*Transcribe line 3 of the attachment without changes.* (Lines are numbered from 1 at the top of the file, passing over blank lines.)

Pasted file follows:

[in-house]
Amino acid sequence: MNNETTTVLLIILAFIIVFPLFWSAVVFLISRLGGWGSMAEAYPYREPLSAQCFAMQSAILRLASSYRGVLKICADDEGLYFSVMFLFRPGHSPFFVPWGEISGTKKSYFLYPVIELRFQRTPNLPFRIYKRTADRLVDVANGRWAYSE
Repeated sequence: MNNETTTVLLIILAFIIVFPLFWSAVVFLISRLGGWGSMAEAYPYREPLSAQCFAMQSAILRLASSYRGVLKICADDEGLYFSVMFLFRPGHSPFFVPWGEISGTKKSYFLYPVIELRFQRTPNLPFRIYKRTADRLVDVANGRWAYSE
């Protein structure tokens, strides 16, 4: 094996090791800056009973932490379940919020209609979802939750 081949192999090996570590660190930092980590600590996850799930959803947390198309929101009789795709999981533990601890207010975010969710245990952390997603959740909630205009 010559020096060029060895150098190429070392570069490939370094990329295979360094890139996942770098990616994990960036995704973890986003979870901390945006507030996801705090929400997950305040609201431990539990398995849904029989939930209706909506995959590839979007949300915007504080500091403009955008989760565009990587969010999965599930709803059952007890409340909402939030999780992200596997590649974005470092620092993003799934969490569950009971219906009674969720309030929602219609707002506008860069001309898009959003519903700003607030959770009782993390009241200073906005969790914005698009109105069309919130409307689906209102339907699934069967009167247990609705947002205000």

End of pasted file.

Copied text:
Repeated sequence: MNNETTTVLLIILAFIIVFPLFWSAVVFLISRLGGWGSMAEAYPYREPLSAQCFAMQSAILRLASSYRGVLKICADDEGLYFSVMFLFRPGHSPFFVPWGEISGTKKSYFLYPVIELRFQRTPNLPFRIYKRTADRLVDVANGRWAYSE